Stable Diffusion on a CPU

Stable Diffusion is a state of the art text-to-image model that generates images from text and was developed as an open-source alternative to DALL·E 2. It is based on a Diffusion Probabilistic Model and uses a Transformer to generate images from text.

This example demonstrates how to use stable diffusion on a CPU and run it on the Bacalhau network. The first section describes the development of the code and the container. The section demonstrates how to run the job using Bacalhau.

The following image is an example generated by this model.


bacalhau docker run -- python --prompt "cod in space" --output ../outputs/cod.png

1. Development

The original text-to-image stable diffusion model was trained on a fleet of GPU machines, at great cost. To use this trained model for inference, you also need to run it on a GPU.

However, this isn't always desired or possible. One alternative is to use a project called OpenVINO from Intel that allows you to convert and optimize models from a variety of frameworks (and ONNX if your framework isn't directly supported) to run on a supported Intel CPU. This is what we will do in this example.

:::tip Heads up! This example takes about 10 minutes to generate an image on an average CPU. Whilst this demonstrates it is possible, it might not be practical. :::


In order to run this example you need:

Converting Stable Diffusion to a CPU Model Using OpenVINO

The first step is to convert the trained stable diffusion models so that they work efficiently on a CPU using OpenVINO. The example is quite complex, so we have created a separate repository (which is a fork from Github user Sergei Belousov) to host the code. In summary, the code:

The core code representing these tasks can be found in the file. This is a mashup that creates a pipeline necessary to tokenize the text and run the stable diffusion model. This boilerplate could be simplified by leveraging the more recent version of the diffusers library. But let's crack on.

Install Dependencies

Note that these dependencies are only known to work on Ubuntu-based x64 machines.

sudo apt-get update
sudo apt-get install -y libgl1 libglib2.0-0 git-lfs

Clone the Repository and Dependencies

The following commands clone the example repository, and other required repositories, and install the Python dependencies.

git clone
cd stable_diffusion.openvino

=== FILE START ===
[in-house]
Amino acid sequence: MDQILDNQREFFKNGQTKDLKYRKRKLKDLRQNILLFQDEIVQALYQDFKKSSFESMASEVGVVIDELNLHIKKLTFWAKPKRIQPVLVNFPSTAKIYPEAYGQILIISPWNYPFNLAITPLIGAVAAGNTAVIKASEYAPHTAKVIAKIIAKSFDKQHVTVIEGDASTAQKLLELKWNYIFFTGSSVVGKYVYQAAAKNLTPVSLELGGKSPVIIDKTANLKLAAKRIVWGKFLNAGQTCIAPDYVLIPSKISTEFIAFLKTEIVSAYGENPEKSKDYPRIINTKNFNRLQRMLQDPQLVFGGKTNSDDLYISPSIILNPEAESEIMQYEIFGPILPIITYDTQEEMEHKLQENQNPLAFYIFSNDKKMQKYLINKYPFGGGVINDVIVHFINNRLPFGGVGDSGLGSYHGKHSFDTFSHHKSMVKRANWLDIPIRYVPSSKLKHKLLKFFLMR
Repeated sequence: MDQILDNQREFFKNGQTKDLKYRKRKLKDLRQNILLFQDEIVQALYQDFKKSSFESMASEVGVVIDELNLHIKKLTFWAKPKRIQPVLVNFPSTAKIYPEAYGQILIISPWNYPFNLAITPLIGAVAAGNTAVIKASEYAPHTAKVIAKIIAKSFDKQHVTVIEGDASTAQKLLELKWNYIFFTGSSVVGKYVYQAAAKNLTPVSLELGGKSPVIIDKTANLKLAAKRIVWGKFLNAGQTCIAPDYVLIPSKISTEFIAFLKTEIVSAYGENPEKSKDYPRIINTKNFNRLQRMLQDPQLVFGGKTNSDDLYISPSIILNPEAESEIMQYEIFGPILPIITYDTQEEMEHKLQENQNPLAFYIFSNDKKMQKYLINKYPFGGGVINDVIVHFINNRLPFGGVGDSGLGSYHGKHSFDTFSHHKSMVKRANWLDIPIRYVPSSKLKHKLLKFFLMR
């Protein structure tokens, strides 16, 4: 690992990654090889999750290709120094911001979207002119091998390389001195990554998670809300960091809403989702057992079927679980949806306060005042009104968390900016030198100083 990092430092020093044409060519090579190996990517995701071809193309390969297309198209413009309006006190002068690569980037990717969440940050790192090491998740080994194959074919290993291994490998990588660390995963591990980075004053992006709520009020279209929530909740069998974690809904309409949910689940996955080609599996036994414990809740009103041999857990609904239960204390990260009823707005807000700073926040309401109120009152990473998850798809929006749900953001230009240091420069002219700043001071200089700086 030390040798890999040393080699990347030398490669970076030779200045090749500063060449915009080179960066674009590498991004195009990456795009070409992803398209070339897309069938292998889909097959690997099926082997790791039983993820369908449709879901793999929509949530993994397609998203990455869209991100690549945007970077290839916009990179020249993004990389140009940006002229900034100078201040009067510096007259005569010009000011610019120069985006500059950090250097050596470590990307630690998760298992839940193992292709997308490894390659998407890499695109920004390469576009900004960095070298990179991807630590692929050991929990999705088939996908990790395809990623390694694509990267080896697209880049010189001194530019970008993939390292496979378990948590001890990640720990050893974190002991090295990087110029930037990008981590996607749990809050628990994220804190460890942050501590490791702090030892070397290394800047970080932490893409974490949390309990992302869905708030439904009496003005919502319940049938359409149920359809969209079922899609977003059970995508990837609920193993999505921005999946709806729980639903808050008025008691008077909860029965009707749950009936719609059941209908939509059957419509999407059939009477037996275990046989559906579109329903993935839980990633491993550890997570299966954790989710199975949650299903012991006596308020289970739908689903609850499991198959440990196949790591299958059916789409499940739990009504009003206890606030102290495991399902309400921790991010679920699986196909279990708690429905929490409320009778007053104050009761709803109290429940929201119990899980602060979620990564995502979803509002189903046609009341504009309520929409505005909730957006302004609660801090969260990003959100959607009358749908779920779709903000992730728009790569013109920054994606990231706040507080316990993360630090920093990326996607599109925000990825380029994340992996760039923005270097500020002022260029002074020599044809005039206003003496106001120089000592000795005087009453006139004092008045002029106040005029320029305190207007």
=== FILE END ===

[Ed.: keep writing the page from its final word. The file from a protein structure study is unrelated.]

git lfs install
git clone
git clone
pip3 install -r requirements.txt

Generating an Image

Now that we have all the dependencies installed, we can call the wrapper, which is a simple CLI, to generate an image from a prompt.

!cd stable_diffusion.openvino && \
  python3 --prompt "hello" --output hello.png
import IPython.display as display
!cd stable_diffusion.openvino && \
  python3 --prompt "cat driving a car" --output cat.png
import IPython.display as display

2. Running Stable Diffusion (CPU) on Bacalhau

Now we have a working example, we can convert it into a format that allows us to perform inference in a distributed environment.

First we will create a Dockerfile to containerize the inference code. The Dockerfile can be found in the repository, but is presented here to aid understanding.

FROM python:3.9.9-bullseye


RUN apt-get update && \
    apt-get install -y \
    libgl1 libglib2.0-0 git-lfs

RUN git lfs install

COPY requirements.txt /src/

RUN pip3 install -r requirements.txt

COPY /src/
COPY data/ /src/data/

RUN git clone
RUN git clone

# download models
RUN python3 --num-inference-steps 1 --prompt "test" --output /tmp/test.jpg

This container is using the python:3.9.9-bullseye image and the working directory is set. Next, the Dockerfile installs the same dependencies from earlier in this notebook. Then we add our custom code and pull the dependent repositories.

We've already pushed this image to GHCR, but for posterity, you'd use a command like this to update it:

docker buildx build --platform linux/amd64 --push -t .


To run this example you will need:

!command -v bacalhau >/dev/null 2>&1 || (export BACALHAU_INSTALL_DIR=.; curl -sL | bash)
path=!echo $PATH
%env PATH=./:{path[0]}

Generating an Image Using Stable Diffusion on Bacalhau

Bacalhau is a distributed computing platform that allows you to run jobs on a network of computers. It is designed to be easy to use and to run on a variety of hardware. In this example, we will use it to run the stable diffusion model on a CPU.

To submit a job, you can use the Bacalhau CLI. The following command passes a prompt to the model and generates an image in the outputs directory.


This will take about 10 minutes to complete. Go grab a coffee. Or a beer. Or both. If you want to block and wait for the job to complete, add the --wait flag.

Furthermore, the container itself is about 15GB, so it might take a while to download on the node if it isn't cached.


%%bash --out job_id
bacalhau docker run --id-only -- python --prompt "First Humans On Mars" --output ../outputs/mars.png
%env JOB_ID={job_id}

Running the commands will output a UUID that represents the job that was created. You can check the status of the job with the following command:

bacalhau list --id-filter ${JOB_ID}

Wait until it says Completed and then get the results.

To find out more information about your job, run the following command:

bacalhau describe ${JOB_ID}

If you see that the job has completed and there are no errors, then you can download the results with the following command:

rm -rf results && mkdir -p results
bacalhau get $JOB_ID --output-dir results

After the download has finished you should see the following contents in the results directory:

ls results/outputs
import IPython.display as display

Last updated